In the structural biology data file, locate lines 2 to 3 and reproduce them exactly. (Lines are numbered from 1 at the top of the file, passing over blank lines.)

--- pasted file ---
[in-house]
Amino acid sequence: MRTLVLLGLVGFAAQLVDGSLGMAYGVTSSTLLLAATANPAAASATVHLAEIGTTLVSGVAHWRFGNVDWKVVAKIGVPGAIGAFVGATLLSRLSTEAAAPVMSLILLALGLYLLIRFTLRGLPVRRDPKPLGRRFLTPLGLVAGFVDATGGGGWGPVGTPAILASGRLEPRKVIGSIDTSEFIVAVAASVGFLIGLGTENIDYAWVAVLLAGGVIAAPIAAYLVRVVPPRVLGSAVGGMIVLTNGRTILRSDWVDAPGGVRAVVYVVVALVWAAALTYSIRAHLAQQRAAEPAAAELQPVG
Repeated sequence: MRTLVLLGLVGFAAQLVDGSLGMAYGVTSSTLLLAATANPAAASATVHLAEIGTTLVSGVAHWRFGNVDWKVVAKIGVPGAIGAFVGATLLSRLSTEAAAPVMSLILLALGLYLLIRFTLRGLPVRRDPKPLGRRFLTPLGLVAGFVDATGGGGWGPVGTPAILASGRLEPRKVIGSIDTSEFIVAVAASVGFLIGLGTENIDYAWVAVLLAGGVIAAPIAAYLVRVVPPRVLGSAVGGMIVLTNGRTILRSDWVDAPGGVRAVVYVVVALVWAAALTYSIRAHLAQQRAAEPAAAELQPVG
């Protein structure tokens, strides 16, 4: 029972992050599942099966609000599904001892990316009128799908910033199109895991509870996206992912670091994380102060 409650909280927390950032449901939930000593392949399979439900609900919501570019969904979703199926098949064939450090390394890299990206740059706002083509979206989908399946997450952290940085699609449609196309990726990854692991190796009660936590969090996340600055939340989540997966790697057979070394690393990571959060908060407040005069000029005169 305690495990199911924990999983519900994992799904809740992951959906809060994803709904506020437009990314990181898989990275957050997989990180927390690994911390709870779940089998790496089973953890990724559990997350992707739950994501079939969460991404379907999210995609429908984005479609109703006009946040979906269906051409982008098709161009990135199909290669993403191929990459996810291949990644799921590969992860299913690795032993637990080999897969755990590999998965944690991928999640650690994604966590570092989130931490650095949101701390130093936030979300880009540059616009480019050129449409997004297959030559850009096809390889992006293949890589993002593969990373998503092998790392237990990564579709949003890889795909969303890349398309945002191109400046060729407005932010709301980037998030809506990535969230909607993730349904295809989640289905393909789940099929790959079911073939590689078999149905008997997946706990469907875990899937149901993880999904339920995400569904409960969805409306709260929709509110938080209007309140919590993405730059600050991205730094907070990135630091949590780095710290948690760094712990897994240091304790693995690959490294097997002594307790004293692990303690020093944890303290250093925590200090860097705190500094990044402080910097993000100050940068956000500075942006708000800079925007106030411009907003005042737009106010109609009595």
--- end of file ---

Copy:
Amino acid sequence: MRTLVLLGLVGFAAQLVDGSLGMAYGVTSSTLLLAATANPAAASATVHLAEIGTTLVSGVAHWRFGNVDWKVVAKIGVPGAIGAFVGATLLSRLSTEAAAPVMSLILLALGLYLLIRFTLRGLPVRRDPKPLGRRFLTPLGLVAGFVDATGGGGWGPVGTPAILASGRLEPRKVIGSIDTSEFIVAVAASVGFLIGLGTENIDYAWVAVLLAGGVIAAPIAAYLVRVVPPRVLGSAVGGMIVLTNGRTILRSDWVDAPGGVRAVVYVVVALVWAAALTYSIRAHLAQQRAAEPAAAELQPVG
Repeated sequence: MRTLVLLGLVGFAAQLVDGSLGMAYGVTSSTLLLAATANPAAASATVHLAEIGTTLVSGVAHWRFGNVDWKVVAKIGVPGAIGAFVGATLLSRLSTEAAAPVMSLILLALGLYLLIRFTLRGLPVRRDPKPLGRRFLTPLGLVAGFVDATGGGGWGPVGTPAILASGRLEPRKVIGSIDTSEFIVAVAASVGFLIGLGTENIDYAWVAVLLAGGVIAAPIAAYLVRVVPPRVLGSAVGGMIVLTNGRTILRSDWVDAPGGVRAVVYVVVALVWAAALTYSIRAHLAQQRAAEPAAAELQPVG